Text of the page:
Lady Gaga's amazingly quick ascension from complete nobody to the biggest music superstar on the planet happened in less than three years, a most impressive feat. Her detractors, a collective which grows exponentially with each of her increased successes, label her as an artist prone to style over substance, an argument which is hard to disagree with. Personally, I'm fascinated (and annoyed) by the fact that even offstage, she always appears to be "on", whether it's going out to dinner in Paris wearing just panties and a bra underneath an overcoat, or a similarly skimpy outfit along with a crazy pair of KISS-style boots as she descends the stairs of her private jet during a recent late winter Toronto concert stop (all of it, naturally, captured by the ubiquitous paparazzi). Such attention-seeking behavior (also flamboyantly on display in the visual component of her music), coupled with the fact that it's near impossible nowadays to escape her and her songs on the radio, a video channel, or an awards show, and it invites the risk of Gaga burnout. Apparently not yet, though, if the 1.1 million copies sold of Born This Way during its first week are any indication, helped by a promotion offered on Amazon.com that priced a download of her second full length album at a mere 99 cents. I'm not a fan of such radical marketing moves, however, as it continues a dangerous precedent established by Radiohead, who devised the "pay what you want" experiment a few years ago, and only reinforces the ongoing devaluation of music (read an interesting article here on Hollywood Reporter.com about the waves the 99 cent sale created in the music biz).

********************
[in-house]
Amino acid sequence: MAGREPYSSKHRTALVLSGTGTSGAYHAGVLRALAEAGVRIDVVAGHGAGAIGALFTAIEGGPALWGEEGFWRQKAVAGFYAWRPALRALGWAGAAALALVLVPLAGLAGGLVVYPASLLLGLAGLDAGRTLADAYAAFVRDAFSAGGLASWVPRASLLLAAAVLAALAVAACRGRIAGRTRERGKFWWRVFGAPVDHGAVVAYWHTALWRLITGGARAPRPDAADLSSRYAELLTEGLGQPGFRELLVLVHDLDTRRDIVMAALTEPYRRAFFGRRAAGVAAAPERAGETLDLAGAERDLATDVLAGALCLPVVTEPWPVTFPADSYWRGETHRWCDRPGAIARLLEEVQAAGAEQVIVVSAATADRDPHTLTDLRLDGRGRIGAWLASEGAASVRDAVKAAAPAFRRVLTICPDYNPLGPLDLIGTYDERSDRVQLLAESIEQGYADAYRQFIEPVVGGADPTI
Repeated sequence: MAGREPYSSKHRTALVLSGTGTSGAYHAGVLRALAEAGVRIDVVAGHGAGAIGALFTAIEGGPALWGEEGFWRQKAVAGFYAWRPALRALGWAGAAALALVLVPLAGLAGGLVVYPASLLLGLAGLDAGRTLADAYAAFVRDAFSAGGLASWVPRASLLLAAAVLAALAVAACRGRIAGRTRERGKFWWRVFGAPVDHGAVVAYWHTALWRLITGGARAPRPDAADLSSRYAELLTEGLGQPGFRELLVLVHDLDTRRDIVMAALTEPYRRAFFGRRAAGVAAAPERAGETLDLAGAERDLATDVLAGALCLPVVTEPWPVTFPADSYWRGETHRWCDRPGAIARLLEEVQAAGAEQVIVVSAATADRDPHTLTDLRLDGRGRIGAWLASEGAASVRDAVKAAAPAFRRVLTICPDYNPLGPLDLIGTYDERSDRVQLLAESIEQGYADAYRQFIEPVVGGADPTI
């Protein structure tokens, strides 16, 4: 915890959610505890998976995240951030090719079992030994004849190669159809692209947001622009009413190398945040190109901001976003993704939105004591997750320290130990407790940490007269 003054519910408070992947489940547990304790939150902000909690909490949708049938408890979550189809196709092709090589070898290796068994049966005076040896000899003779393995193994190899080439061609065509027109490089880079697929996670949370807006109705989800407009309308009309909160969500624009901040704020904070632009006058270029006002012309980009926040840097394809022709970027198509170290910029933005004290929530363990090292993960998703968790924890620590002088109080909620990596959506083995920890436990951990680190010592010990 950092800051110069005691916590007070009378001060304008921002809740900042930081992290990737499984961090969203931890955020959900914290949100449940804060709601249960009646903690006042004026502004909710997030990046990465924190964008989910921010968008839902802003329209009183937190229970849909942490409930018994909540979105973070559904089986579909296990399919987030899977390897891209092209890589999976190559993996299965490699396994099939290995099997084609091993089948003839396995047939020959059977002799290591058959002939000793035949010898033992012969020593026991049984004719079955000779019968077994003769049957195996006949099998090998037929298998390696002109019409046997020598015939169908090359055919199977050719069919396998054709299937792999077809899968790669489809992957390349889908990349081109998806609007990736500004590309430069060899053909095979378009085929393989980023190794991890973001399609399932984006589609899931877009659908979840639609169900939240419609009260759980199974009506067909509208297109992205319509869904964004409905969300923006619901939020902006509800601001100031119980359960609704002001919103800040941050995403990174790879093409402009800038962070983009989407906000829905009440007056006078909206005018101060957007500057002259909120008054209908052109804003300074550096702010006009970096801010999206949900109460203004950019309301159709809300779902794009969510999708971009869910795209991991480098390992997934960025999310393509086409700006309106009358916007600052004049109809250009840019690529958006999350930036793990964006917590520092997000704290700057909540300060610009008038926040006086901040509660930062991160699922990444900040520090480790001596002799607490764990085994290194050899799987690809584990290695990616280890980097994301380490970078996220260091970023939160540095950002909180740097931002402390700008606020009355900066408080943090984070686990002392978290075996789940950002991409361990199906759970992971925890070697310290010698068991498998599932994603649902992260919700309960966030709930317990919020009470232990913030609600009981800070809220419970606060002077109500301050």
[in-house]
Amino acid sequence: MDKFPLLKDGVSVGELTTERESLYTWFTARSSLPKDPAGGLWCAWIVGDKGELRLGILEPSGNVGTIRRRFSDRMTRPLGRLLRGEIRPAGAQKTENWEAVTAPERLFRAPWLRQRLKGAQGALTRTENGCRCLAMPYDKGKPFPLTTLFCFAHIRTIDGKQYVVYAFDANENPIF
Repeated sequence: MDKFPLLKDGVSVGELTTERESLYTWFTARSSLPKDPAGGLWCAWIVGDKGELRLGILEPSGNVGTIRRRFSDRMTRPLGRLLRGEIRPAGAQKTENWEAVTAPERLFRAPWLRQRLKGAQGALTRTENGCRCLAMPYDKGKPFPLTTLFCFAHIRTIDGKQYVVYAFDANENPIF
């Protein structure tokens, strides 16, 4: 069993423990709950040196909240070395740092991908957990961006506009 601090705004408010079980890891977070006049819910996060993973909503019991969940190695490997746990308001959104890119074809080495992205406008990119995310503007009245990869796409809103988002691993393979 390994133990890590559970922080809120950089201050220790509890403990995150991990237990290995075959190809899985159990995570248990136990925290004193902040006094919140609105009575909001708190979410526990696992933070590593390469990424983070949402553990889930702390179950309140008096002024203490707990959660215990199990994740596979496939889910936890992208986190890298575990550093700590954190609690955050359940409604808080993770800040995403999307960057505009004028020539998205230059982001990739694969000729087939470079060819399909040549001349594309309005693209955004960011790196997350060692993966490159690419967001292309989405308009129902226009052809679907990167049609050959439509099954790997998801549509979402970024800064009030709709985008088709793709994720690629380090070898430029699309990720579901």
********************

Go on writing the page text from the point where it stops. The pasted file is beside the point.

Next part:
Okay, so cult of personality aspect aside, does her actual music validate all the attention? Not quite. Born This Way has many solid moments, but ultimately suffers from an appalling lack of nuance. Of the album's fourteen tracks, eleven of them essentially employ the same four-on-the-floor type of drum beat that occasionally throws in a slight tempo change. Those bass drum-heavy beats, ready-made for the dance floor, are mixed with a heavy array of synthesizers and overproduction, which brings a wearying interchangeableness to the material. The only song that dramatically deviates from the formula is "Yoü And I" (note the inexplicable umlaut), which numerous reviews have bafflingly labelled as a country song, even though it's nothing of the sort. Perhaps they're confused by the fact the track is produced by Mutt Lange, Shania Twain's philandering ex-husband (which still doesn't explain the "country" label, since Twain is actually more of a pop artist than a country one). The song sounds like a second-rate Twain song, frankly, as it samples the drums from Queen's "We Will Rock You" and even gets Queen guitarist Brian May to make an appearance. It's one of the many oddball songs on an album where Gaga has the crazy meter cranked high into the red zone. Take that ludicrous album cover for example. When the image was first released I thought it was a joke, but nope, it's just another example of her kooky artistic decisions. Born This Way is also loaded with weirdness in the departments of themes and lyrics . "Highway Unicorn (Road To Love)" is lyrically as bad as the title would suggest ("We can be strong, we can be strong/Follow that unicorn on the road to love"), ditto for "Marry The Night" ("I'm gonna marry the night/I'm gonna burn a hole in the road/I'm gonna marry the night/Leave nothing on these streets to explode"), and "Hair" ("I've had enough, this is my prayer/That I'll die living just as free as my hair/And I want you to know, I am my hair"). "